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Re: [dinosaur] Dinosauria reclassification joins Ornithischia and Theropoda in Ornithoscelida

I'm not shocked or surprised. I've long been skeptical of the old saurischian/ornithischian divide and it's retention into the new century. Obviously Eoraptor for instance was an omnivore that could go in any direction. 

Not that the new division is definitive. The basal dinosaurs are just too anatomically basal to sort out what's really going on, and we may never know. 

If I do a 3rd edition of the field guide after the next turn of the decade it may be a real headache deciding what to do with this major phylotaxonomic question. 


-----Original Message-----
From: Ben Creisler <bcreisler@gmail.com>
To: dinosaur-l <dinosaur-l@usc.edu>; vrtpaleo-l <vrtpaleo-l@usc.edu>
Sent: Wed, Mar 22, 2017 2:13 pm
Subject: Dinosauria reclassification joins Ornithischia and Theropoda in Ornithoscelida

Ben Creisler

A new paper:

Matthew G. Baron, David B. Norman & Paul M. Barrett (2017)
A new hypothesis of dinosaur relationships and early dinosaur evolution.
Nature 543: 501–506 

For 130 years, dinosaurs have been divided into two distinct clades—Ornithischia and Saurischia. Here we present a hypothesis for the phylogenetic relationships of the major dinosaurian groups that challenges the current consensus concerning early dinosaur evolution and highlights problematic aspects of current cladistic definitions. Our study has found a sister-group relationship between Ornithischia and Theropoda (united in the new clade Ornithoscelida), with Sauropodomorpha and Herrerasauridae (as the redefined Saurischia) forming its monophyletic outgroup. This new tree topology requires redefinition and rediagnosis of Dinosauria and the subsidiary dinosaurian clades. In addition, it forces re-evaluations of early dinosaur cladogenesis and character evolution, suggests that hypercarnivory was acquired independently in herrerasaurids and theropods, and offers an explanation for many of the anatomical features previously regarded as notable convergences between theropods and early ornithischians.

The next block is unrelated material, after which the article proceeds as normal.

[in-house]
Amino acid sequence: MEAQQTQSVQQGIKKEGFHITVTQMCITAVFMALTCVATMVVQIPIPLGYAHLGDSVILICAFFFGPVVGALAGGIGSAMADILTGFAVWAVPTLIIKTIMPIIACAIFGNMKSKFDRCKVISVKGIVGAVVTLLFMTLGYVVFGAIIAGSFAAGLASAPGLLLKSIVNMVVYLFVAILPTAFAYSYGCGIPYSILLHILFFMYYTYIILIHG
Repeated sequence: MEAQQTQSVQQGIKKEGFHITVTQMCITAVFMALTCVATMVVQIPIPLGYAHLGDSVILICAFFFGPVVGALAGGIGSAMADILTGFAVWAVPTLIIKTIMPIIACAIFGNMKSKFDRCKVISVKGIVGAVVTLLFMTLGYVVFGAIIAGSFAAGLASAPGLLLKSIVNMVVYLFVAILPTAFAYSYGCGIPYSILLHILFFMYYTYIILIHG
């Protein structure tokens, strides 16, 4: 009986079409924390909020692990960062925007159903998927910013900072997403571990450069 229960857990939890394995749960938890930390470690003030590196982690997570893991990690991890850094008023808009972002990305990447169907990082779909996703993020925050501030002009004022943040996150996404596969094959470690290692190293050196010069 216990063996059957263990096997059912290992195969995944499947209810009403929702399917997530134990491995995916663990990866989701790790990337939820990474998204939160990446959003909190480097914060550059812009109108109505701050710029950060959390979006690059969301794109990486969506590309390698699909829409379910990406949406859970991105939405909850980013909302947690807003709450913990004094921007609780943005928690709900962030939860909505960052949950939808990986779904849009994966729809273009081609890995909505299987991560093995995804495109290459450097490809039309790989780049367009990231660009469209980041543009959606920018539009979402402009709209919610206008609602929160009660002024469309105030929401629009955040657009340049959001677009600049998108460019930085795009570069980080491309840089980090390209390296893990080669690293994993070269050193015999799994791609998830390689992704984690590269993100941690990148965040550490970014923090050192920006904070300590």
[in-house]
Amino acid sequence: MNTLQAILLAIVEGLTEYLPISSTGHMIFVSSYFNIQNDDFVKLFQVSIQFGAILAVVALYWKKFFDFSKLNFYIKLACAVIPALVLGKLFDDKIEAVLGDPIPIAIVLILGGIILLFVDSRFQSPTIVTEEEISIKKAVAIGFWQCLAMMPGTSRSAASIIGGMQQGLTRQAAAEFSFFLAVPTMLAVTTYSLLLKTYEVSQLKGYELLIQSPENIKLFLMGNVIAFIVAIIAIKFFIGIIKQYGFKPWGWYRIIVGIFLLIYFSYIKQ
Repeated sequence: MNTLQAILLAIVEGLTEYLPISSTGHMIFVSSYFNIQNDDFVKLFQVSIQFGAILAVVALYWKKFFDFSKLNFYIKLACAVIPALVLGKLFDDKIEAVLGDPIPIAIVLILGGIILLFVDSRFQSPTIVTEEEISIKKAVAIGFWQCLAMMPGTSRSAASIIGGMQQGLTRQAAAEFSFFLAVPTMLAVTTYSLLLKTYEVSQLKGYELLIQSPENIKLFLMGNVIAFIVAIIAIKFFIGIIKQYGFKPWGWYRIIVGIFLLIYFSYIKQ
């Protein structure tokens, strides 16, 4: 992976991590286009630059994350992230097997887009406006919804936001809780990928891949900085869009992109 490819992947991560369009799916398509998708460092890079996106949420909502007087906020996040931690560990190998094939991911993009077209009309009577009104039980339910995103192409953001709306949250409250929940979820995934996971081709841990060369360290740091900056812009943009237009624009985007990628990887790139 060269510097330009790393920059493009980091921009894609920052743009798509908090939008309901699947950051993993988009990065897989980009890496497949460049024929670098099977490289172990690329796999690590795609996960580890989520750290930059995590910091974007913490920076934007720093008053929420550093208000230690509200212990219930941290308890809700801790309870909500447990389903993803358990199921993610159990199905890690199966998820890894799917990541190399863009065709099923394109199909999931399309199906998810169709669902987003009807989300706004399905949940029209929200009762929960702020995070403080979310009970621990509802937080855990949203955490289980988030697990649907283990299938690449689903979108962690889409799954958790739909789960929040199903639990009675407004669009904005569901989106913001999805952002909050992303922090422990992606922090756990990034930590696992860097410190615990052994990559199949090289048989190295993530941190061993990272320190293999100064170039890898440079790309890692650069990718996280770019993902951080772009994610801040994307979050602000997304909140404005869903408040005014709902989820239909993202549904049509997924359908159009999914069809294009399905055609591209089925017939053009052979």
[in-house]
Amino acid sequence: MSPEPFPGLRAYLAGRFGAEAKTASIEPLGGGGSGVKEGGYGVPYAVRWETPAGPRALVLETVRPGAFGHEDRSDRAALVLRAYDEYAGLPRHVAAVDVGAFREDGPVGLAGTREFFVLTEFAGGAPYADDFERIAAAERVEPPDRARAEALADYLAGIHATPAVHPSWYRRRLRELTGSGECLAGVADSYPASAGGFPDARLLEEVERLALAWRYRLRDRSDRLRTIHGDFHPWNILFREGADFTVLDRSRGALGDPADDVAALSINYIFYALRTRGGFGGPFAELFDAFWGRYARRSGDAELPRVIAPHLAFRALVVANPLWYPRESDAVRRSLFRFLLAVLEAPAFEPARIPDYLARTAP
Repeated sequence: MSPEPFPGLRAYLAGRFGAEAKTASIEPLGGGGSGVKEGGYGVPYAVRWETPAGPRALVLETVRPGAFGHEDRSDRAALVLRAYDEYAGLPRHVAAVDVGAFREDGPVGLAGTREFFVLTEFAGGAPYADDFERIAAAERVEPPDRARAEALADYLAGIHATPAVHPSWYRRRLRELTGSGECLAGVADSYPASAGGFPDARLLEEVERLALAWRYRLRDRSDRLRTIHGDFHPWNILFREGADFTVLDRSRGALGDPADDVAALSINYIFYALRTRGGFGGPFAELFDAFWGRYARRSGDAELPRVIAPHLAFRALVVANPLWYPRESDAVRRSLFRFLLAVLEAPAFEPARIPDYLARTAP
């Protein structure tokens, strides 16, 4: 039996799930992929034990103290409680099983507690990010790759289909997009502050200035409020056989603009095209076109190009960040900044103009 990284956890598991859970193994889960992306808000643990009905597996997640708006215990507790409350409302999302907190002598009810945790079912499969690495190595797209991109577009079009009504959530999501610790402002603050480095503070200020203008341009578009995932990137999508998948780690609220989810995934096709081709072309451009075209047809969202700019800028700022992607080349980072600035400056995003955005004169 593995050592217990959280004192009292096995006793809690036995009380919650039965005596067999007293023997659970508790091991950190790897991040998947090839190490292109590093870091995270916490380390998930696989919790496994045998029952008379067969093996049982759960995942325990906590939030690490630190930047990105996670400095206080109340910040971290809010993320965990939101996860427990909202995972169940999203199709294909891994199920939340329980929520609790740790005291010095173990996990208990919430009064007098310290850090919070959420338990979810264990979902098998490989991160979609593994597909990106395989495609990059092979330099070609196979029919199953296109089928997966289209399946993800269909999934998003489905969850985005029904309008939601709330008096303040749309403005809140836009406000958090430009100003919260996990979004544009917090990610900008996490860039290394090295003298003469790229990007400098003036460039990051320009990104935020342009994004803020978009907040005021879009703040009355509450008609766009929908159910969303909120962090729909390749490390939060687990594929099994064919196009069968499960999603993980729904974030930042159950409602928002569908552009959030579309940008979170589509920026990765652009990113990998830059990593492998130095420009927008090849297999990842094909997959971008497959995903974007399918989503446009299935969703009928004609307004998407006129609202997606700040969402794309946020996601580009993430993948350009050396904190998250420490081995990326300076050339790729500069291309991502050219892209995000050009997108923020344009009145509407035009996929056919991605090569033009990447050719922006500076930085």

Kevin Padian (2017)
Dividing the dinosaurs.
Nature 543: 494–495 

The standard dinosaur evolutionary tree has two key branches: the 'bird-hipped' Ornithischia and the 'reptile-hipped' Saurischia. A revised tree challenges many ideas about the relationships between dinosaur groups. See Article p.501